Written while Carruth was approaching or had reached the age of 80 years, this collection understandably reflects the recognition of aging, loss, and of a changing world. Also, there are memories--of jazz and jazz players, relatives, pets, youth. And there is life in the present--with grown children, old friends, the Vermont countryside, writing, remembering, coping, not coping. Throughout, Carruth has a no-nonsense style; a mixture of straight talk, irony, irreverence, contemplation--and wonderful craft.
Carruth's adult daughter, Martha, died miserably of cancer in the late 1990s; in Part II, "Martha," Carruth describes himself as "blocked and almost silent / for two years. Titled "Dearest M --", this is a 15-page elegy that accomplishes "a release of some dire kind" (46) for Carruth, but he can't take pleasure in the release, feeling shame instead ("how shaming, how / offensive!"). Even in his mourning, Carruth raises questions about the ethics of writing such poems, and questions whom he is addressing ("not Martha. The absence / is like a hollow in my mind" ).
Section IV, "Faxes to William," is a series of 54 short poems addressed in "faxes" to a mysterious William: "William, do you know why / I like writing these faxes / to you? Because you / don't have a fax machine" (75). The poems instruct William about writing poetry ("some poets write blurbs, William, / and some do not. And it is by / a law of nature that the former / envy the latter desperately . . . They have unmade / their beds and they must schlepp in them" ); and life ("William, for the things / life didn't give us / we have no / compensation. None." ); and pose conversational questions ("You say I shouldn't write / so much about old age?) that have their own answers (I always / told my students to write / about what they know" ).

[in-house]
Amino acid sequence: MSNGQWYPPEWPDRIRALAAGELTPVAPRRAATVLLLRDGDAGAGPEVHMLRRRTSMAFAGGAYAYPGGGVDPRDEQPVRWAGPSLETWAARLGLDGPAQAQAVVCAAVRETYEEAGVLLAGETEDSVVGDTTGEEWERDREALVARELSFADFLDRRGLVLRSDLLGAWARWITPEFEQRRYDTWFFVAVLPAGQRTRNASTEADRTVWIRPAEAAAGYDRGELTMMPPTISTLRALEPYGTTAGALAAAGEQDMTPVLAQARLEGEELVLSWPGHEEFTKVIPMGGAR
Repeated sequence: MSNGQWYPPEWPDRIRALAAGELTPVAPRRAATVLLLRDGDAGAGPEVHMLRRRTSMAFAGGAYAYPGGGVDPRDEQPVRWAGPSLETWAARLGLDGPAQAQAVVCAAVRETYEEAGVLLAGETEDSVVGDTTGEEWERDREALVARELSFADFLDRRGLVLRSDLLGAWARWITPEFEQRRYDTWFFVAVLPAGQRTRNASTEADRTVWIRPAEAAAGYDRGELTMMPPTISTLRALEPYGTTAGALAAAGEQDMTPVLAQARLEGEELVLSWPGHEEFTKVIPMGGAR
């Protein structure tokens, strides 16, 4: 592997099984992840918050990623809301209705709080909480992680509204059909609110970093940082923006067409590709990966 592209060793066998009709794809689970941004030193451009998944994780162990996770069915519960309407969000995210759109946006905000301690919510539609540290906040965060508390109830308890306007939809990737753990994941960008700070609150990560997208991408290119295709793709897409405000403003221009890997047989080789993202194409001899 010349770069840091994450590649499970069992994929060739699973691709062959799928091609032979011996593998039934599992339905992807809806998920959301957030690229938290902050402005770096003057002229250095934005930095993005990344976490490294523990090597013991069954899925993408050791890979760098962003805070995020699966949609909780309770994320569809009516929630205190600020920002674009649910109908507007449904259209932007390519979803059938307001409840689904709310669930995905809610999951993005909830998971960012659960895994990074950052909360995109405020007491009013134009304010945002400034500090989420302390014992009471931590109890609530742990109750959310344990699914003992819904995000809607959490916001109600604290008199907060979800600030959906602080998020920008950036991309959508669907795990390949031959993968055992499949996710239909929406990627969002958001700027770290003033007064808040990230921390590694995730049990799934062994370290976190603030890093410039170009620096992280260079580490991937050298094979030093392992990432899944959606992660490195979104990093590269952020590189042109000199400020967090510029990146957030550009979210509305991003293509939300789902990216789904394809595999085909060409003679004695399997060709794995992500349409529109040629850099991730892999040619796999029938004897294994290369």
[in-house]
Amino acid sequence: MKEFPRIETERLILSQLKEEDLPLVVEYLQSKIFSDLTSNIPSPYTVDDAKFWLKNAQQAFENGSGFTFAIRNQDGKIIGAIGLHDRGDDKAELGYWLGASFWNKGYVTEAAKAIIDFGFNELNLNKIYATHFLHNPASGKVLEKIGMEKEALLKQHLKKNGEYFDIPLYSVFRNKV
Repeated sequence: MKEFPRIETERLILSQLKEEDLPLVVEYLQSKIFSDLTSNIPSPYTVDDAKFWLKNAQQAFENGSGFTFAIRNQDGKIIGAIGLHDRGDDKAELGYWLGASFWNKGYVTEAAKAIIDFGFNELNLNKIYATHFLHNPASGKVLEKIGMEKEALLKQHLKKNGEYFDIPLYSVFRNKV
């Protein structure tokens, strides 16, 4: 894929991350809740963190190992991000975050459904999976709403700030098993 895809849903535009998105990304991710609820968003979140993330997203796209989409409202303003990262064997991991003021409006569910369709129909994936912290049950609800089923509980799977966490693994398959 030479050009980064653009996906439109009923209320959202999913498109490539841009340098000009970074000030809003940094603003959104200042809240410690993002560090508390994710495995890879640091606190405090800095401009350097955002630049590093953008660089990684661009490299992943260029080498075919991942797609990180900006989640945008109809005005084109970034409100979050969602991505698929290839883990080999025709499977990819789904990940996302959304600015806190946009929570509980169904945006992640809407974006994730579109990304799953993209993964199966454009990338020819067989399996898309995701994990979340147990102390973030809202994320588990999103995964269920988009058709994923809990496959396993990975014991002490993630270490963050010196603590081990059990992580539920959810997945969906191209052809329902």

Section V, "Basho," is in dialogue with a 17th-century Japanese poet who is considered to be the best haiku poet during the time this form was being developed. Carruth's haiku-like poems in this section blend reflections on aging with reflections on writing poetry.
The final section, "Second Scrapbook," continues to explore memories ("Memory," in which Carruth learns of a former wife's death and can remember her--fondly--only as she was years ago. "My dear, / How could you have let this happen to you?" ); growing old ("Senility": "week after week, the mist gathering" ); representation ("Something for the Trade": Please note well, all you writers, editors, directors / out there: when a phone call is terminated / by the other person you do not, NOT, hear / a dial tone" ).